The Regional Greenhouse Gas Initiative: Winners and Losers

By: Marc Legrand

24th April, 2013

Created in 2009, the Regional Greenhouse Gas Initiative (“RGGI”) was the first mandatory carbon cap and trade regime in the United States.’ It regulates energy producers within member states Connecticut, Delaware, Massachusetts, Maryland, Maine, New Hampshire, New York, Rhode Island, and Vermont.’ The program places a cap on the total amount of carbon dioxide produced by fossil fuel-fired power plants of twenty-five megawatts and above.’ These producers must purchase carbon allowances at quarterly auctions, and are awarded a partial offset for implementing certain measures that reduce greenhouse gas emissions.4 RGGI is structured to operate in two phases. From 2009 to 2014, the cap will remain fixed at 165 million short tons of carbon dioxide emitted per year. From 2015 to 2018, the cap will be reduced by 2.5% each year for a total 10% reduction by 2018.’ The nine RGGI states are currently undertaking a review of the first three years of the program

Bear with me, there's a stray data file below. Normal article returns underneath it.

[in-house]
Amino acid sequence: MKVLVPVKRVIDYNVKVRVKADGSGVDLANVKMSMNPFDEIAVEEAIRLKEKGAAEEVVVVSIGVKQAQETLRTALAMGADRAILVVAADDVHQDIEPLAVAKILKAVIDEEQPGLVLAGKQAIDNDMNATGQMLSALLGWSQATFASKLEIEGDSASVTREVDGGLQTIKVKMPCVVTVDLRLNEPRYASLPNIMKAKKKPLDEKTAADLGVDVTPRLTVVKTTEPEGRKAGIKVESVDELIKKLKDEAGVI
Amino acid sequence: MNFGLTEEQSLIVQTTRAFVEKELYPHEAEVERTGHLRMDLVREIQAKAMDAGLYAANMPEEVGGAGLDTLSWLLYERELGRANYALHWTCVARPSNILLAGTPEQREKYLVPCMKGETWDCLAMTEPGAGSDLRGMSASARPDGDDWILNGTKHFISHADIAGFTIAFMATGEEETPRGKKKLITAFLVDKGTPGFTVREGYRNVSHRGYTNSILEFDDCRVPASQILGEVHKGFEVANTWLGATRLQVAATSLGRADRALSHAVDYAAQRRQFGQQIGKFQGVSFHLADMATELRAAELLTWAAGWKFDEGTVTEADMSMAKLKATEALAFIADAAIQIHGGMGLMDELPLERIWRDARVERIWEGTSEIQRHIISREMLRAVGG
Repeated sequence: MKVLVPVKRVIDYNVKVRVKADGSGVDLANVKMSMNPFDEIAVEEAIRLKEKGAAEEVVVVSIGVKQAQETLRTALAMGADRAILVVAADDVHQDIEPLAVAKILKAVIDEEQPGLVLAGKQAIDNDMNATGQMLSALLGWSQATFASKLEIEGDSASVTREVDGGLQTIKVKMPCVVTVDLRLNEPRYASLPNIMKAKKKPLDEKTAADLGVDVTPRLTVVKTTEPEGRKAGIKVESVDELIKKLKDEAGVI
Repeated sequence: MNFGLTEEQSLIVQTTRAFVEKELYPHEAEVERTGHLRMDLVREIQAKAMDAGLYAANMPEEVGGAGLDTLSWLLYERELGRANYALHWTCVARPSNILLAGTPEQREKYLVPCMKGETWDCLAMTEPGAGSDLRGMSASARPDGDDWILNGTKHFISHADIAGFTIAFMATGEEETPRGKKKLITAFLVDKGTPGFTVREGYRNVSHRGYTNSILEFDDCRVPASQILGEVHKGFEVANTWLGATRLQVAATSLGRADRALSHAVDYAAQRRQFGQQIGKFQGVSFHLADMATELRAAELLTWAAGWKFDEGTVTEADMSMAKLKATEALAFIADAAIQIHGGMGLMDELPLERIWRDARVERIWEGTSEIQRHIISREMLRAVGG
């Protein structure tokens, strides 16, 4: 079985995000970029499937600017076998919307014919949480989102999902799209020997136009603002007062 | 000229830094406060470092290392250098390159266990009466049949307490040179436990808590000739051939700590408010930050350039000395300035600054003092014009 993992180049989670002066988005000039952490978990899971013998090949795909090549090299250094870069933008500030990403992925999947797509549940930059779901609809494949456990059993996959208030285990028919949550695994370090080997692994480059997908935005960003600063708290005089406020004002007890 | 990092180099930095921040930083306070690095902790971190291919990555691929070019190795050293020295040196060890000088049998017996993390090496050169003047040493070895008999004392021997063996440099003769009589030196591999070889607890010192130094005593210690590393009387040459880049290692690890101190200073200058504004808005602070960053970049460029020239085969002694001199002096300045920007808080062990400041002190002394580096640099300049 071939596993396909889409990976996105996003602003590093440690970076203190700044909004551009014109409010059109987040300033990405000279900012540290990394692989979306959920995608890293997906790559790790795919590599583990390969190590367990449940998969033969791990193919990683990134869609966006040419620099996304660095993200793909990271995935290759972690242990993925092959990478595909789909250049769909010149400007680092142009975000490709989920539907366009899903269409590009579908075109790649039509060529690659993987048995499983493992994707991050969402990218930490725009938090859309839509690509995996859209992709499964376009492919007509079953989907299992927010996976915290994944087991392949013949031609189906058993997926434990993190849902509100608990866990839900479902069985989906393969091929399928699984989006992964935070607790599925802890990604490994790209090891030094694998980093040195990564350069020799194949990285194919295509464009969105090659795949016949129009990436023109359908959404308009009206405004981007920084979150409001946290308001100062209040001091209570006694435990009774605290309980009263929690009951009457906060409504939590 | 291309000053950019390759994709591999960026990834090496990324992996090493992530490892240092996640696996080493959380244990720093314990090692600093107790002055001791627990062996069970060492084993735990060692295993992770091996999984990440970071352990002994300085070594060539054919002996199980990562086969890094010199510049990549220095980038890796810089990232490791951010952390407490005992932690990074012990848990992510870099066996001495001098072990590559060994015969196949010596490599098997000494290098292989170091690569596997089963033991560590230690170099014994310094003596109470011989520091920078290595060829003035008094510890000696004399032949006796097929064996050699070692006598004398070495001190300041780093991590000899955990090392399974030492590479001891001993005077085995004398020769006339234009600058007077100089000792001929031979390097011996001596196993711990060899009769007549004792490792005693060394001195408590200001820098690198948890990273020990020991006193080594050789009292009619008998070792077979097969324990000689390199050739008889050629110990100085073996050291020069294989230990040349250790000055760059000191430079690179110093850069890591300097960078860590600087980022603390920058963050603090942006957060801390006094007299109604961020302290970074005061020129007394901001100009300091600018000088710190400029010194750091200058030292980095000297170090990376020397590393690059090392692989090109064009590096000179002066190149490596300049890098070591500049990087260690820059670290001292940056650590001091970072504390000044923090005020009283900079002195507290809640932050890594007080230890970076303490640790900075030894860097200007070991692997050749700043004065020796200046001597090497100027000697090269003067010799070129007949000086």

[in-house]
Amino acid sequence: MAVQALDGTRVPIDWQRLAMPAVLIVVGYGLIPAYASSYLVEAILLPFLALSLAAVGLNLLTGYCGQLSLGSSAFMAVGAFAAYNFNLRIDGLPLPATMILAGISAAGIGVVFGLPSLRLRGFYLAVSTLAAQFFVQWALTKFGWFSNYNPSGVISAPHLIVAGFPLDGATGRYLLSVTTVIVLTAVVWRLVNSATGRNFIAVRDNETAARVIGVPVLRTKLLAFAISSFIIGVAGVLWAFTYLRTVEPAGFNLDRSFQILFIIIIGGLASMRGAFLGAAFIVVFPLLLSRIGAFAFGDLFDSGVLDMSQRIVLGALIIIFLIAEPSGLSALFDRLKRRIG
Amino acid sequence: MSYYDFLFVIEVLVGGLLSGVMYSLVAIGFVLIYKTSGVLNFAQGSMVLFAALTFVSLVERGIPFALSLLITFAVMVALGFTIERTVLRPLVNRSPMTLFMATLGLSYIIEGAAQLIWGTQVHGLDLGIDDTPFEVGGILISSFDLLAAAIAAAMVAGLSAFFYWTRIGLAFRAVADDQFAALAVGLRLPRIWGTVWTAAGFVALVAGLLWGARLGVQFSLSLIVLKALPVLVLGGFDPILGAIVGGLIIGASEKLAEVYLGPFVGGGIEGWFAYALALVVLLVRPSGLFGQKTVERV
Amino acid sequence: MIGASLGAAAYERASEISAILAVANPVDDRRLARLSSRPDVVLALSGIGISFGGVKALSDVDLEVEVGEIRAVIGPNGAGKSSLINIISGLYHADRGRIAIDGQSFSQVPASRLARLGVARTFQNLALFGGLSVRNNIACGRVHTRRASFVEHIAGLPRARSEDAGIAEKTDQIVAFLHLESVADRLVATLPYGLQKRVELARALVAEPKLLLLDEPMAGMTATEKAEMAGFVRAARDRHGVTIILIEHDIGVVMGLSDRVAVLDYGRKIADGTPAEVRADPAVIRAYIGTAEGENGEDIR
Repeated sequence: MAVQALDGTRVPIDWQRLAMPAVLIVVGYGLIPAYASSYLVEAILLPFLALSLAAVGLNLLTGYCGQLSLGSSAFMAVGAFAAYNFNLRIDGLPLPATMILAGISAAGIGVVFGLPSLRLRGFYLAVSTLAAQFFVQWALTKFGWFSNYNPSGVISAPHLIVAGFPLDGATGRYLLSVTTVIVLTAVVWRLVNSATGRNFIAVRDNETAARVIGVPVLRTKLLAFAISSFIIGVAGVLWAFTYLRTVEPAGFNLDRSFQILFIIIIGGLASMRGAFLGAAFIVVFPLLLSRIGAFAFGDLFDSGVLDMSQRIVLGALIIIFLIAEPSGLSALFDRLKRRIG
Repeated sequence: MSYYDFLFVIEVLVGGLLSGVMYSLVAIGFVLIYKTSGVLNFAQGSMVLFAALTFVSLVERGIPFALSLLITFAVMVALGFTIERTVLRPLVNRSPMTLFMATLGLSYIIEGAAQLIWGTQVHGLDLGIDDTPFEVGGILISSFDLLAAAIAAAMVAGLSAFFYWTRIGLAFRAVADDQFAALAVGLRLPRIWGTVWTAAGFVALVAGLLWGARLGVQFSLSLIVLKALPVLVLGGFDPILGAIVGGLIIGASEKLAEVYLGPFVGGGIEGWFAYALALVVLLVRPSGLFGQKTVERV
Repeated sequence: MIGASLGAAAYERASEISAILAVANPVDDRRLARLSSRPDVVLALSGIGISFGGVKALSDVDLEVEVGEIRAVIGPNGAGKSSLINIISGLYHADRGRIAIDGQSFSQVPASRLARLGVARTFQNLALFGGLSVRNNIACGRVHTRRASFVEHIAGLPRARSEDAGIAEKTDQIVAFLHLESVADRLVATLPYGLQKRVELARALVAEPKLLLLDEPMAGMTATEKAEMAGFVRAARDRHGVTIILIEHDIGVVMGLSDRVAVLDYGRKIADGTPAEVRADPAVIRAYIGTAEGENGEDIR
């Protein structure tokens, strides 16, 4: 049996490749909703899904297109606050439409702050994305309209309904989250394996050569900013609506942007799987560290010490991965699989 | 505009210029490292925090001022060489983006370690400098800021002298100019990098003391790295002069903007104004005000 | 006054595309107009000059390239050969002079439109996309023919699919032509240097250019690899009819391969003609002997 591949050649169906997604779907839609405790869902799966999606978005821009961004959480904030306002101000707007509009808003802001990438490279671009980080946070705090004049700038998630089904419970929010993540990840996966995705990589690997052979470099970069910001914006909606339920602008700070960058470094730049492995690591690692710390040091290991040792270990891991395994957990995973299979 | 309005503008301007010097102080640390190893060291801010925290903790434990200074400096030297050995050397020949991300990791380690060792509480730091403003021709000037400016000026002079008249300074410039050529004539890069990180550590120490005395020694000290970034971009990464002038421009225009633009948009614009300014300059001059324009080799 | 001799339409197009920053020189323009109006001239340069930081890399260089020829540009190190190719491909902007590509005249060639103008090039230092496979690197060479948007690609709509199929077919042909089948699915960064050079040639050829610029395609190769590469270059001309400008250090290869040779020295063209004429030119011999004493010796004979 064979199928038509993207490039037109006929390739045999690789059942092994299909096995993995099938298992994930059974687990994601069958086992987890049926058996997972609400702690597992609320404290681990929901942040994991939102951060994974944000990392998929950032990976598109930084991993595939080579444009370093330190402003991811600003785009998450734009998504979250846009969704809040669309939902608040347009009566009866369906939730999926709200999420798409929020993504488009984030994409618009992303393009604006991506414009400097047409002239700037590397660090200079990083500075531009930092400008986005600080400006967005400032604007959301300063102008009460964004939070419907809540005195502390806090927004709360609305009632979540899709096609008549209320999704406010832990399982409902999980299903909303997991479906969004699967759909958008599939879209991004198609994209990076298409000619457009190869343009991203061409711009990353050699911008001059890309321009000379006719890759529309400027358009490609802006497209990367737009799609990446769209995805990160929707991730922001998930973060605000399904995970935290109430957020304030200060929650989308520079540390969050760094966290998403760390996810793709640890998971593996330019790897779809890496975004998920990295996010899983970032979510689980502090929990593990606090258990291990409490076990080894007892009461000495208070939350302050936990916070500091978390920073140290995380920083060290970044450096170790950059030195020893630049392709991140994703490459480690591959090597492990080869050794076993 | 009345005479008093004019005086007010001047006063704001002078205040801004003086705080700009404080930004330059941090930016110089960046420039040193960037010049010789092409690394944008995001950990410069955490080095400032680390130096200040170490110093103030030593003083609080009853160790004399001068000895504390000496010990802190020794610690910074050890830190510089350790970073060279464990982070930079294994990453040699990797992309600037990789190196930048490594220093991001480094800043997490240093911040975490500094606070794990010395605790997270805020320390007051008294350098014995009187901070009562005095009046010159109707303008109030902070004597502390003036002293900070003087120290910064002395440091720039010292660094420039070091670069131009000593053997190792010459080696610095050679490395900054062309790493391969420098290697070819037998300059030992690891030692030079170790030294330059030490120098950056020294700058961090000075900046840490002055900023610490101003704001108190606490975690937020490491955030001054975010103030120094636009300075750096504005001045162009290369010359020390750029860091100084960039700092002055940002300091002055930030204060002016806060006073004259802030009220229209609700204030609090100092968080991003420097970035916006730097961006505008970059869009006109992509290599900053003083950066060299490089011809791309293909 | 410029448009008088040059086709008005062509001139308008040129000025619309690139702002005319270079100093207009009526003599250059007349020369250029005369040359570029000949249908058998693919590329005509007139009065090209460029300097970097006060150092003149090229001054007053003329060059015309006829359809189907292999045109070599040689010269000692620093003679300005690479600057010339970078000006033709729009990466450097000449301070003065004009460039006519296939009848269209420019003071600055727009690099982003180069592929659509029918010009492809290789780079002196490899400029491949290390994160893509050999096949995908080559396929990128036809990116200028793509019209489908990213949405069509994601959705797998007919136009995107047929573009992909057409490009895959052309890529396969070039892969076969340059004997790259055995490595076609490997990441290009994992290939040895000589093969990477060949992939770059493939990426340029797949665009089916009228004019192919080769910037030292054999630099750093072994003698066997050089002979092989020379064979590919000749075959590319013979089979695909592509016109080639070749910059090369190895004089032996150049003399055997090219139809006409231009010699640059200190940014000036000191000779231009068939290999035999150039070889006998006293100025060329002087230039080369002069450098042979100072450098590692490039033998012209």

On October 22nd, 2012, the Center for Climate Change Law at Columbia Law School hosted a forum to discuss the future of RGGI. The speakers gave a wide range of assessments of the impact of RGGI, from Mr. Snyder arguing that “by just about any measure, [RGGI] has been a success,” to Mr. Stavins stating “I don’t think it deserves credit for much.” This Field Report will discuss the perspective of the various speakers to determine who the winners and losers have been under the program, its effectiveness as a tool against climate change, and its future.

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